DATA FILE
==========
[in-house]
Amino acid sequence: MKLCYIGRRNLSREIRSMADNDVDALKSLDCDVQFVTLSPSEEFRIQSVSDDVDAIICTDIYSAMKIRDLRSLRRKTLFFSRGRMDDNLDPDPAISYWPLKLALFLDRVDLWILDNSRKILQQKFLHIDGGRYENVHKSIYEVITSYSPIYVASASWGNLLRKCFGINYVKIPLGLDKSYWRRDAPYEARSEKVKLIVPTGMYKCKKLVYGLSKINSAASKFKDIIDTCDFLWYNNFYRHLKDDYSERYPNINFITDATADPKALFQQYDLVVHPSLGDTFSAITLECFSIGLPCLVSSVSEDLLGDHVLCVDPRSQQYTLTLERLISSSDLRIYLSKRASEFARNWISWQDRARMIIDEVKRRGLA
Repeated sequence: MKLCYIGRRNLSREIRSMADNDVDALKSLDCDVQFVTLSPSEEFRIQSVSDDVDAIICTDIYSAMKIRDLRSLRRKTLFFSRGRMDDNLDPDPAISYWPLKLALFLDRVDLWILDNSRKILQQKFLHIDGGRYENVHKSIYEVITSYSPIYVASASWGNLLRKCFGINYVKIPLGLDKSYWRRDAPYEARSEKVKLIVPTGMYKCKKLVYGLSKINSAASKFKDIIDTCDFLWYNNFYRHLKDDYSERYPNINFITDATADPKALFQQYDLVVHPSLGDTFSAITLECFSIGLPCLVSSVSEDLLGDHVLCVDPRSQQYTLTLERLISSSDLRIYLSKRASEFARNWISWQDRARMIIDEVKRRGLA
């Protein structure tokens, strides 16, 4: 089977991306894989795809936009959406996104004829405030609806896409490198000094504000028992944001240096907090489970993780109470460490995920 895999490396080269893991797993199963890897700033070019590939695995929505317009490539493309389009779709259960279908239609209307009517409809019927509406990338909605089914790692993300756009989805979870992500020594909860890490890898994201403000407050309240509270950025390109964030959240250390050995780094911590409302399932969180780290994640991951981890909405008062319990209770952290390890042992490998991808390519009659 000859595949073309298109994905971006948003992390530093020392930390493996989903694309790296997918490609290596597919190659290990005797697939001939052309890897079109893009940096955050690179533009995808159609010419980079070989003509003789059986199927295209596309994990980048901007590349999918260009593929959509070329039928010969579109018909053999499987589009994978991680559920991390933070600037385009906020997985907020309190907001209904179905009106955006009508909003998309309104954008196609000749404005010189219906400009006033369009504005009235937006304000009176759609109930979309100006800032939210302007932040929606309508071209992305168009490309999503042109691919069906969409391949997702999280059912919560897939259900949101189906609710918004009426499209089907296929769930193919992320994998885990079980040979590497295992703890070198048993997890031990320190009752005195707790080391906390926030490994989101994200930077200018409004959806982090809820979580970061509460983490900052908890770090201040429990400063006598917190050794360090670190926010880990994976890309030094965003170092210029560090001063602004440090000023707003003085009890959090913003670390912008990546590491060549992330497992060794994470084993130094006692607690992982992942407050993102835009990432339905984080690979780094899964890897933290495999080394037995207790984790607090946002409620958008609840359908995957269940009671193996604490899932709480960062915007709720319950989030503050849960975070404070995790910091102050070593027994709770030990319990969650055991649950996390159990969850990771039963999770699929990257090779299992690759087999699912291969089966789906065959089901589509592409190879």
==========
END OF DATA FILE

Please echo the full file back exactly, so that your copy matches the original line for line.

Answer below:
[in-house]
Amino acid sequence: MKLCYIGRRNLSREIRSMADNDVDALKSLDCDVQFVTLSPSEEFRIQSVSDDVDAIICTDIYSAMKIRDLRSLRRKTLFFSRGRMDDNLDPDPAISYWPLKLALFLDRVDLWILDNSRKILQQKFLHIDGGRYENVHKSIYEVITSYSPIYVASASWGNLLRKCFGINYVKIPLGLDKSYWRRDAPYEARSEKVKLIVPTGMYKCKKLVYGLSKINSAASKFKDIIDTCDFLWYNNFYRHLKDDYSERYPNINFITDATADPKALFQQYDLVVHPSLGDTFSAITLECFSIGLPCLVSSVSEDLLGDHVLCVDPRSQQYTLTLERLISSSDLRIYLSKRASEFARNWISWQDRARMIIDEVKRRGLA
Repeated sequence: MKLCYIGRRNLSREIRSMADNDVDALKSLDCDVQFVTLSPSEEFRIQSVSDDVDAIICTDIYSAMKIRDLRSLRRKTLFFSRGRMDDNLDPDPAISYWPLKLALFLDRVDLWILDNSRKILQQKFLHIDGGRYENVHKSIYEVITSYSPIYVASASWGNLLRKCFGINYVKIPLGLDKSYWRRDAPYEARSEKVKLIVPTGMYKCKKLVYGLSKINSAASKFKDIIDTCDFLWYNNFYRHLKDDYSERYPNINFITDATADPKALFQQYDLVVHPSLGDTFSAITLECFSIGLPCLVSSVSEDLLGDHVLCVDPRSQQYTLTLERLISSSDLRIYLSKRASEFARNWISWQDRARMIIDEVKRRGLA
């Protein structure tokens, strides 16, 4: 089977991306894989795809936009959406996104004829405030609806896409490198000094504000028992944001240096907090489970993780109470460490995920 895999490396080269893991797993199963890897700033070019590939695995929505317009490539493309389009779709259960279908239609209307009517409809019927509406990338909605089914790692993300756009989805979870992500020594909860890490890898994201403000407050309240509270950025390109964030959240250390050995780094911590409302399932969180780290994640991951981890909405008062319990209770952290390890042992490998991808390519009659 000859595949073309298109994905971006948003992390530093020392930390493996989903694309790296997918490609290596597919190659290990005797697939001939052309890897079109893009940096955050690179533009995808159609010419980079070989003509003789059986199927295209596309994990980048901007590349999918260009593929959509070329039928010969579109018909053999499987589009994978991680559920991390933070600037385009906020997985907020309190907001209904179905009106955006009508909003998309309104954008196609000749404005010189219906400009006033369009504005009235937006304000009176759609109930979309100006800032939210302007932040929606309508071209992305168009490309999503042109691919069906969409391949997702999280059912919560897939259900949101189906609710918004009426499209089907296929769930193919992320994998885990079980040979590497295992703890070198048993997890031990320190009752005195707790080391906390926030490994989101994200930077200018409004959806982090809820979580970061509460983490900052908890770090201040429990400063006598917190050794360090670190926010880990994976890309030094965003170092210029560090001063602004440090000023707003003085009890959090913003670390912008990546590491060549992330497992060794994470084993130094006692607690992982992942407050993102835009990432339905984080690979780094899964890897933290495999080394037995207790984790607090946002409620958008609840359908995957269940009671193996604490899932709480960062915007709720319950989030503050849960975070404070995790910091102050070593027994709770030990319990969650055991649950996390159990969850990771039963999770699929990257090779299992690759087999699912291969089966789906065959089901589509592409190879």